It was the strangest tournament that Warren Bond ever played in. He was in Egypt, playing for South Africa, against four of the world’s hockey nations. Their hosts had put them up in a military hotel; outside Bond’s window was a parked fighter jet. Every now and again a tank rumbled past. A police escort took them to the stadium.
Their matches were just as daunting. The stadium in Cairo was empty but for a small bunch of men in suits and ties including Hosni Mubarak, being a big hockey fan, says Bond.
When the final game came, Bond but his fellow South Africans could see nothing but angry soldiers.
“We got to the stadium thinking it was going to be completely empty but it was full. Every spectator was in military uniform. It was quite intimidating. They had been given instructions that whenever an Egyptian got the ball they went mad and the crowd would be silent when we had the ball. You couldn’t script it,” says Bond.
The silence was deafening as South Africa scored the winning goal. As the ball hit the net a sublime moment turned bizarre when Gregg Clark celebrated.
“I won’t show you what he did, but basically he ran along the sidelines abusing and shouting at all the spectators. We were shouting ‘Clarky they’re the army, they’re lethal, they’ve got guns. What the hell are you doing?’” he says.
Bond remembers Clark’s victory dance before the Egyptian army like it was yesterday. He last played for South Africa in 2003 where he clocked up 64 caps, five of them as captain.
Few hockey players these days can say they have beaten Australia twice and been to the Commonwealth Games, but Bond can. He was even supposed to have gone to the 2000 Sydney Olympics until the National Olympic Committee of South Africa pulled the side three months before the event, saying there were not enough players of color.
Then in March, he got the call. His country needed him again. He was called to play for the South African Masters side, a team for those that are 40 years and above. They needed him to brush the dust off his boots and play in the FIH Masters World Cup in The Hague, Netherlands.
“It used to be you would be called up to a squad, then you would go to national camp and at the end of it you would wait, praying for your name to called out by the selectors. If they did, you would go and play for South Africa. Now, your mates call you up and say ‘hey, you’ve been selected to play for South Africa for your age-group’. And you’re like ‘well how did I get selected?’ and they say ‘no we just decided that it would be cool if you joined the team,’” says Bond.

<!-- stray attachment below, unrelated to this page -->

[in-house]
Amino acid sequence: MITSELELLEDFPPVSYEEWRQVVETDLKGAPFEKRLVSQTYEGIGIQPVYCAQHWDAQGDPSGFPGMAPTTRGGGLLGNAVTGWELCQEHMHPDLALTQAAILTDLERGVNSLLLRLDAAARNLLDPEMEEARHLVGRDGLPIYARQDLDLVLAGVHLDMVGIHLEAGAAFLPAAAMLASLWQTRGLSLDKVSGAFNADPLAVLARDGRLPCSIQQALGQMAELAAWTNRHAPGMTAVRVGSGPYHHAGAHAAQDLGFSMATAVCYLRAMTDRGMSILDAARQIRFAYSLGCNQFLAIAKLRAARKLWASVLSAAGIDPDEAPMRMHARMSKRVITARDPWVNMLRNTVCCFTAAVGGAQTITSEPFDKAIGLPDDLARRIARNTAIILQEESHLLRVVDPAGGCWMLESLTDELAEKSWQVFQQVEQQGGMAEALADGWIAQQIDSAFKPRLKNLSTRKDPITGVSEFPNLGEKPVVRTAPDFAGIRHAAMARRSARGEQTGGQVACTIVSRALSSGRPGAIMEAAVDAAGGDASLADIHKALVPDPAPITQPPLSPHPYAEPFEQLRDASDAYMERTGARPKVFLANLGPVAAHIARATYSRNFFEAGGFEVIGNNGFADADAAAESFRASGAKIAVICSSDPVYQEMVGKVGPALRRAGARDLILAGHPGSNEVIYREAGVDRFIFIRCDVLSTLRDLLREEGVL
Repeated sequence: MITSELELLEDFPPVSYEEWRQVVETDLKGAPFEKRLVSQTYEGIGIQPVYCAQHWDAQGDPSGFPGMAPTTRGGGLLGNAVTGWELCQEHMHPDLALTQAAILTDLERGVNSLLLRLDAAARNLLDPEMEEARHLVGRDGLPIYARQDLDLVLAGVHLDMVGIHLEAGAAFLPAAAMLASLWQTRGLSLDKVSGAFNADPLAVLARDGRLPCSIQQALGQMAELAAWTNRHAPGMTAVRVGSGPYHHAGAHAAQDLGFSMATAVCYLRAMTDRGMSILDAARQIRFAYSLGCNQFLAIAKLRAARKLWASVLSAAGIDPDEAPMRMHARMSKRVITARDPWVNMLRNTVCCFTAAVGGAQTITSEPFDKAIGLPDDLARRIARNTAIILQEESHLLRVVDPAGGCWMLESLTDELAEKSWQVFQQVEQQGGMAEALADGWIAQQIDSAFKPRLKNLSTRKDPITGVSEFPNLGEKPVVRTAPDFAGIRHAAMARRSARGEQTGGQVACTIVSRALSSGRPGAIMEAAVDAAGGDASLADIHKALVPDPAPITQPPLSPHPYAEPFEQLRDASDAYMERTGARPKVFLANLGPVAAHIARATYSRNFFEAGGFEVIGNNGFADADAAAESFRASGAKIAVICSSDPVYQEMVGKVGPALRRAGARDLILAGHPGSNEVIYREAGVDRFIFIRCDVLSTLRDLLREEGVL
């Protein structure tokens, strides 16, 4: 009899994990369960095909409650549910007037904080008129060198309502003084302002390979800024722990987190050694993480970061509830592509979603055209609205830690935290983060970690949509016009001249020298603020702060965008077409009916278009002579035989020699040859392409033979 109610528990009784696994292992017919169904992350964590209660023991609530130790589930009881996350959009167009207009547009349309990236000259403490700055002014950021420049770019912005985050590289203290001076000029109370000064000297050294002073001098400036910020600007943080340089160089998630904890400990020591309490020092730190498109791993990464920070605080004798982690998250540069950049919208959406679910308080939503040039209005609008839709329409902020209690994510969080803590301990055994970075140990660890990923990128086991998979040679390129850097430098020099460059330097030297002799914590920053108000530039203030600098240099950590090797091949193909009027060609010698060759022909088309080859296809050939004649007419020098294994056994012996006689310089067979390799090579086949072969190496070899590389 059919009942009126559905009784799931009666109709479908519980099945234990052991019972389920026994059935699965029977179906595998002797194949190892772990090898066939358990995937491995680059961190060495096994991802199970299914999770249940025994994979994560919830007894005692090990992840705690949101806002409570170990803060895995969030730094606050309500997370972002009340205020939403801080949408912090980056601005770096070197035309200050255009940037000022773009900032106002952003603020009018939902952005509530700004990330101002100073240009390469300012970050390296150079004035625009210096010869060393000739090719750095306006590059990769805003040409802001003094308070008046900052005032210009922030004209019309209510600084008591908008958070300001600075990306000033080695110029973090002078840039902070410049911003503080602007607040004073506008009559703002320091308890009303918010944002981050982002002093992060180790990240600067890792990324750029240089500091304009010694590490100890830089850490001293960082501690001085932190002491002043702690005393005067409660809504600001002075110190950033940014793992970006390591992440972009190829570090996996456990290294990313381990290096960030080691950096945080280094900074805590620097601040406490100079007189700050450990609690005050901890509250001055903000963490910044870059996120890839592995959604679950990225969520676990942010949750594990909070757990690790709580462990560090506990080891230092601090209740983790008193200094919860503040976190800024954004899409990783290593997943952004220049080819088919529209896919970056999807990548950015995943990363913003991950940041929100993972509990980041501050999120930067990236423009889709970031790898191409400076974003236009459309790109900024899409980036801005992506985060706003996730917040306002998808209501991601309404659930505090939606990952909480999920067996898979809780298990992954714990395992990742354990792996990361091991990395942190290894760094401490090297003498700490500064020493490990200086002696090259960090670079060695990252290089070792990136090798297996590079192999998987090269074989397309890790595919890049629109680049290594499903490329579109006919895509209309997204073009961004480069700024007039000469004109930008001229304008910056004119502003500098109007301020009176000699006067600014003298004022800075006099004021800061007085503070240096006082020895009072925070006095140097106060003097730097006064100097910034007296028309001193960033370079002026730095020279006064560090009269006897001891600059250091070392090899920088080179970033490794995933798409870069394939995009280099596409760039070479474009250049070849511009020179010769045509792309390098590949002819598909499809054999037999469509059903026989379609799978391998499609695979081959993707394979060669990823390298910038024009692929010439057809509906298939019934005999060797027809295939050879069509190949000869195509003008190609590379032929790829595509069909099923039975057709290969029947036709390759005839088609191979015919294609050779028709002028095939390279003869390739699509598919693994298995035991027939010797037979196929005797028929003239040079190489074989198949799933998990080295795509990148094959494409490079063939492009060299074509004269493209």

In the 10 year gap between internationals, Bond had not been idle. He has completed the Comrades Marathon twice, a grueling 89-kilometer road race between Pietermaritzburg and Durban in Kwa-Zulu Natal.
South African hockey players have to work. It simply doesn’t pay. When he was in his heydays as an international player, Bond worked as a chartered accountant. He also founded Sport For All, a franchise operation which has 15 sports coaching businesses running in South African townships. On the business side he invested in Luminous, a banking innovations technology company which revolutionized online accounting with First National Bank (FNB).
“One of my partners got tired of capturing bank statements and recapturing the same data later on. We thought this made no sense, there had to be a smarter way, so why not get the banks to do this? We invested in it and landed up with FNB as a customer,” he says.
Bond also created an innovation matchmaking site, called Matchi. It helps connect entrepreneurs with banks.
“I’ve seen it. People can spend two years talking to the wrong people at a bank, spending millions and millions of rands.”
It’s a sign of his outdoor life that the idea was born nowhere near an office or a bank, but on a river to Mandalay in the jungles of Burma. Another entrepreneurial venture was born while hiking the Himalayas below Mount Everest.
“It’s minus 15 degrees outside and you have your piece of chipboard and your little mattress. You wake up and everything is frozen, it’s an amazing place for ideas.”
From the road to Mandalay to a small piece of astroturf in the Johannesburg winter where aging hockey stars play. Bond takes to hockey like a fish returning to water. For a moment it could be Cairo in 2000, instead it’ll be in The Hague in 2014 when he pops off a few skilful moves with his dusty old stick.
“I am not too worried about the fitness; I am a bit worried about converting it to the sprinting which is a different ball game,” he quips.
“It’s a bunch of mates you see once a year. What’s more you get to compete against some of the people you played against internationally, under more relaxed circumstances. It’s different at Masters. You are going there knowing you will have a few beers with them after them game. You couldn’t have too many of those when you were in the middle of a series against Australia,” says Bond.
His return to hockey will be less daunting. This time, Bond won’t be in the middle of stadium of mean sounding soldiers.